FIG. 7 is a flowchart showing power supply processing.

DETAILED DESCRIPTION OF THE INVENTION

Hereinafter, a preferred embodiment of the present invention will be explained in detail with reference to the drawings.

FIG. 5 is a block diagram showing an embodiment of a line thermal printer. As shown in the drawing, a line thermal head 1 consists of four blocks. Each block is disposed on a line and contains a predetermined number of heat generation elements, such as 128 elements that are disposed on a line. A driving circuit 2 has four driving circuit blocks or units DST1, DST2, DST3 and DST4 that correspond to the four blocks of the thermal head 1, respectively. A dot data memory 3 has four dot data memory blocks or areas B1, B2, B3 and B4 that correspond to the driving circuit units, respectively. A heat accumulation counter 4 has four heat accumulation counter blocks or units T1, T2, T3 and T4 that correspond to the four dot data memory areas, respectively. Here, an mth (m=1, 2, 3, 4) heat accumulation counter unit Tm accepts the number Dm of corresponding printing dot data from the mth dot data memory area Bm for each line sequence printing and adds them cumulatively. This line sequence printing is effected in a cycle of 2.5 ms, for example. A multiplier 5 is connected to each unit of the heat accumulation counter 4 and multiplies repeatedly the cumulative count value of each unit by a heat radiation constant K in a predetermined cycle such as 1 ms.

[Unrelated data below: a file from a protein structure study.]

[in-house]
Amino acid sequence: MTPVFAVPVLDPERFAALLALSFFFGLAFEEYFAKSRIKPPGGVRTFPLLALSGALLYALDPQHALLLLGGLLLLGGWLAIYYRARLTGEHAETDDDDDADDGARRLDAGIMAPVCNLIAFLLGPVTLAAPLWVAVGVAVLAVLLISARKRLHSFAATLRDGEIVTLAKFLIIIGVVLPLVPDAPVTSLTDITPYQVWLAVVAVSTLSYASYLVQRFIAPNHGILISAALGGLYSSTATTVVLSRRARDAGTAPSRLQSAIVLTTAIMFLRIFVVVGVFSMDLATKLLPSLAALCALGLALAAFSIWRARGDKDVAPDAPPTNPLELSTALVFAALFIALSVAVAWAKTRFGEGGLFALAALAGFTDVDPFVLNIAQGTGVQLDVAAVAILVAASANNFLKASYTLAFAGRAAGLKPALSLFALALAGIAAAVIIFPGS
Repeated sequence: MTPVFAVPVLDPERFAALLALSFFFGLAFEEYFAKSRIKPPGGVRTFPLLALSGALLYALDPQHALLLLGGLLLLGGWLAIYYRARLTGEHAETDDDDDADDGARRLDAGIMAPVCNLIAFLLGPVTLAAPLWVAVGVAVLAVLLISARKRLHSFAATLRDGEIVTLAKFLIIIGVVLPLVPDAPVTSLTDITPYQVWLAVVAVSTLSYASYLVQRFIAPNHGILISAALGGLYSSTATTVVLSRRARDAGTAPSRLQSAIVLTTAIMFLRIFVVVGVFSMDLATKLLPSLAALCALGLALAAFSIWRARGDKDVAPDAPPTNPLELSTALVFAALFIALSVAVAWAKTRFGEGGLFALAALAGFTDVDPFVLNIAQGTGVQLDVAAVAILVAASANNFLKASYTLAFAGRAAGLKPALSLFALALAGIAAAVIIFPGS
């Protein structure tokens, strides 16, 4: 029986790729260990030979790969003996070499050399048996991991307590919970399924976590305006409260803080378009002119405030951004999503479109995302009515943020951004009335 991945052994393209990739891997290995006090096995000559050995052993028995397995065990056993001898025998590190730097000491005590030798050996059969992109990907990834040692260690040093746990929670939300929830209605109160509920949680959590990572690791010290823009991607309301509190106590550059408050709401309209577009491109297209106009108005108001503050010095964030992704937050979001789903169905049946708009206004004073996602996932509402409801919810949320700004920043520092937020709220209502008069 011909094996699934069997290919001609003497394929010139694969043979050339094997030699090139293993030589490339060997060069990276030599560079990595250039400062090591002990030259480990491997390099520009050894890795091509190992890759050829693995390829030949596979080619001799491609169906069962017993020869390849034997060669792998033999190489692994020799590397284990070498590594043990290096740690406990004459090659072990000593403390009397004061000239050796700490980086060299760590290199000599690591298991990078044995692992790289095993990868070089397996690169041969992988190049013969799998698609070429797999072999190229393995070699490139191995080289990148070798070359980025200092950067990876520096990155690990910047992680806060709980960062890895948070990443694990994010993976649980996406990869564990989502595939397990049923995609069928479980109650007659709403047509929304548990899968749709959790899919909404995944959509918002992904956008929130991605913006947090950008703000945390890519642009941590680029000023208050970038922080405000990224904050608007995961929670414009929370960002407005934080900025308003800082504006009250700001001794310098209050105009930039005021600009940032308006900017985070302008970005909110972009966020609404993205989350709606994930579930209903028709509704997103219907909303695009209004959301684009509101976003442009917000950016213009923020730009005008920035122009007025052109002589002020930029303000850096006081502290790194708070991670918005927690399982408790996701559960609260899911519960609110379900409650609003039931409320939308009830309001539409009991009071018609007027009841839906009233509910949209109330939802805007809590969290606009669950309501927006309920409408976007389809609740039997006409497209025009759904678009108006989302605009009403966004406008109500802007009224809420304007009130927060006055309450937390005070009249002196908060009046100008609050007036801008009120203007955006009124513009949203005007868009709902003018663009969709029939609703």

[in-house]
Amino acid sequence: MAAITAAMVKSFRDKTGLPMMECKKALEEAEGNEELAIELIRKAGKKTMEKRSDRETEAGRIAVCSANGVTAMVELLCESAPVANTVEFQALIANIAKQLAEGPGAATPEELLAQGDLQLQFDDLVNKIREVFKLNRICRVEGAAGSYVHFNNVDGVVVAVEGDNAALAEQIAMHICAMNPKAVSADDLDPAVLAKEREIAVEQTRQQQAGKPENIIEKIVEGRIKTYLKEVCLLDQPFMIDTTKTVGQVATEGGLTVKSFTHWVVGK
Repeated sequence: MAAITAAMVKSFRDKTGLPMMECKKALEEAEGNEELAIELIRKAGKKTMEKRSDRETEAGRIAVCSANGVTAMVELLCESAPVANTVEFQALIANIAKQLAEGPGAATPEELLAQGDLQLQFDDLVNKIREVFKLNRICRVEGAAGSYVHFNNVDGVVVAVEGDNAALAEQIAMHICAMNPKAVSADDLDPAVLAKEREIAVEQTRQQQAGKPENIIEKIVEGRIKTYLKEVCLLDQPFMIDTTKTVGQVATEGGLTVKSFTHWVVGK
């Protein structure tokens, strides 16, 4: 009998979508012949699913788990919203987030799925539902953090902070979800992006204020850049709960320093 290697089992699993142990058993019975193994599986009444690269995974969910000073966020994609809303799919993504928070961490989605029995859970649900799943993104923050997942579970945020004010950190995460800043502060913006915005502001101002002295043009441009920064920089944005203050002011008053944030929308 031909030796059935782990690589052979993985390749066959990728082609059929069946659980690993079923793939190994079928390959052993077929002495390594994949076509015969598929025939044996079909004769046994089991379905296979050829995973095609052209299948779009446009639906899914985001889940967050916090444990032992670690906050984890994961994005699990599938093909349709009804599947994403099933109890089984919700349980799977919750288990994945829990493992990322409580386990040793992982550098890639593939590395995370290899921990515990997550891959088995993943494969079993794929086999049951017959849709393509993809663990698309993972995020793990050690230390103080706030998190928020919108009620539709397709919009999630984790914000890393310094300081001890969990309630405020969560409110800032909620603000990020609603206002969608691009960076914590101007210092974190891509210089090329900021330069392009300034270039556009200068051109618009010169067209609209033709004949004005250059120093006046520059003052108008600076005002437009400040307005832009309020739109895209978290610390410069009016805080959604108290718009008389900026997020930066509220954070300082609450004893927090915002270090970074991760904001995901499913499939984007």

An arithmetic unit 6 is connected to each unit of the heat accumulation counter 4, accepts a correction-updating count value Tm (m=1, 2, 3, 4) from each heat accumulation counter unit and calculates a power supply pulse width tm for each unit of the driving circuit 2 for each line sequence printing in accordance with the following relational formula: ##EQU2## At this time the arithmetic unit 6 decides a predetermined reference power supply pulse width t0 for each line sequence printing on the basis of the temperature data of the line thermal head 1 outputted from the thermistor 7. Finally, each unit of the driving circuit 2 supplies the power supply pulse to the corresponding block of the line thermal head 1 on the basis of the power supply pulse width data tm that is calculated, and executes line printing.